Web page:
“What happened?” asked Meical, breathlessly.
“Time moved backwards,” said Fin.
“Impossible,” said Meical.
“It was on this very night,” said Fin. “Time, which three hundred sixty four days of the year moves only in one direction, suddenly jumped backwards. And you yourself will witness it.”
He pointed to the timer on his shelf, which now read 1:59 AM. Its red glow suddenly looked unfriendly, even eerie. Even though Meical knew it had to be sunlight at its root, it held none of the wholesomeness of the sun.
And then it changed. 1:59 turned to 1:00.
Meical gasped, and his fingers instantly formed the cross of St. Jesus and then the crescent of St. Mahomet. “Madness!” he whispered.
“Something,” said Fin, “is wrong with this night. It is not always this night – it can come as early as three days before, or as late as three days after. My uncle worked out the formula after several years. But every year, it happens. Time jumps backwards.”
“But why?” asked Meical. “Why would the gods do such a thing? Why would they break the symmetry of the True Time and the heavens?”
“That’s the worst part,” said Fin. “When I was younger, I looked over my uncle’s formula – the one for calculating the day when the time skip would happen – and found what he had missed. The day of the time skip is fixed to the seven day calendar of the Lost World. To the ancients, it would always occur on the same day of the week. Sunday. Their holy day.”
Meical felt his blood run cold. “That’s…some coincidence.”
“Perhaps,” said Fin. “But I don’t think it is a coincidence. The gods are just. They would not play with Time as children play with blocks, picking one up here, then putting it down far away. I think the ancients of the Lost World, the ones who could build the great glass towers, the ones who manufactured sunblessings, the ones who made Diteroi-That-Was – I think they took their magic and threw it against time, and broke it. I think they wanted to become lords of time itself.”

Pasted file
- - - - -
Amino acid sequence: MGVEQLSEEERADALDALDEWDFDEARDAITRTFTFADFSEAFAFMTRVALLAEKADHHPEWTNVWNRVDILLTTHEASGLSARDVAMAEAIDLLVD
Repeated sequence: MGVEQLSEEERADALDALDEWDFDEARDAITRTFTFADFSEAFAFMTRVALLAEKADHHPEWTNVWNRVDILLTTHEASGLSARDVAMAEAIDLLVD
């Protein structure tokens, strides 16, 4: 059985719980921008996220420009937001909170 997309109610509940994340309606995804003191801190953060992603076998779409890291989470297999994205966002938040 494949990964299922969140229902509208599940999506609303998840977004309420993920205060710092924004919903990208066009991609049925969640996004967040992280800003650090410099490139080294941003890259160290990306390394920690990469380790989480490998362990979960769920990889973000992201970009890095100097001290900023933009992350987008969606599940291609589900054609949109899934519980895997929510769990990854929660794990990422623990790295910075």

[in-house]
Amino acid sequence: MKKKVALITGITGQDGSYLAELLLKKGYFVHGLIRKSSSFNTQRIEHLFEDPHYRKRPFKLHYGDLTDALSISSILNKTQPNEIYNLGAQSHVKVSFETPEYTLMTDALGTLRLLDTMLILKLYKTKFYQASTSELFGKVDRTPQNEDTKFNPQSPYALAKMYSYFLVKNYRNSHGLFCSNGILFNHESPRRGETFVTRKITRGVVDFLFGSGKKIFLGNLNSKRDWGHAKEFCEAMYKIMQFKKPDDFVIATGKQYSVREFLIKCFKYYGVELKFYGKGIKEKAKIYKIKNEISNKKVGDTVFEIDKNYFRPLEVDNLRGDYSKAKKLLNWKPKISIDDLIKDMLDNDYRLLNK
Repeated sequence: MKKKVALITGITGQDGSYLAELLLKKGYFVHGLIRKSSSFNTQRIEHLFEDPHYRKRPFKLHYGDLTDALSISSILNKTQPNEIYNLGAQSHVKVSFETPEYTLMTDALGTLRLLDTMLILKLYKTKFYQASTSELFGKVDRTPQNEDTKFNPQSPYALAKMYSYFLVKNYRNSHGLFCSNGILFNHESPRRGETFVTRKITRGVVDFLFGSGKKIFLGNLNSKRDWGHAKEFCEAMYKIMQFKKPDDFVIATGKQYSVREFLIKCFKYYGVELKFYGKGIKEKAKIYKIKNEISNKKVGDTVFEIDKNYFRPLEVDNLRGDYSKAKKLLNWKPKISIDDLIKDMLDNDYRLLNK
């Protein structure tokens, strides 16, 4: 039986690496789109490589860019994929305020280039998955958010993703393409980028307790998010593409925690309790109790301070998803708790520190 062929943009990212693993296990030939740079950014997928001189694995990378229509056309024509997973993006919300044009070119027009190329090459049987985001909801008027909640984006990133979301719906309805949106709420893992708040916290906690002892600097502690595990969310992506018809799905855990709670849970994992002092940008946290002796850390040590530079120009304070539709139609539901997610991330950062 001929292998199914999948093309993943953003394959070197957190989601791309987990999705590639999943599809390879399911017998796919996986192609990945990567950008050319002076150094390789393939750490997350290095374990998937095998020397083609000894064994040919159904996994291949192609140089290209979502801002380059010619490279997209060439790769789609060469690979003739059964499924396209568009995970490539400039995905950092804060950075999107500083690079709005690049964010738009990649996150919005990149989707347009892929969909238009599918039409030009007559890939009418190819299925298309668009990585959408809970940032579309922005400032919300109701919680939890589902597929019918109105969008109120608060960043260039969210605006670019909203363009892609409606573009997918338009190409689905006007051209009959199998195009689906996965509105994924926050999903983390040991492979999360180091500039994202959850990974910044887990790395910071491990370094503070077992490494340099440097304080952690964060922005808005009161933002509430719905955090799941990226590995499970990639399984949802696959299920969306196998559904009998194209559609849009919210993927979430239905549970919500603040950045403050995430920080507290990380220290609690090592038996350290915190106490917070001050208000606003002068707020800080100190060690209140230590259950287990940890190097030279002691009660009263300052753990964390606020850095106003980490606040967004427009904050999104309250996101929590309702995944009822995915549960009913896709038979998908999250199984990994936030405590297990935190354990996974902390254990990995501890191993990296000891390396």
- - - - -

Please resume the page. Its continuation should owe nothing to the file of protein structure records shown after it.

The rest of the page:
“But they failed,” guessed Meical.
“They created a single hour,” said Fin. “Of the nine thousand hours in a year, all but one were made by the gods, but one was made by Man. What stopped them from creating more, from creating an infinite number of hours, from becoming immortal by arresting the progression of Time? We will never know. But it is my belief that when they saw what men had done, the gods stopped them before they could do worse. Meical, I believe that is how the Lost World ended. A last ditch effort by the gods to save Time itself from the hubris of Man.”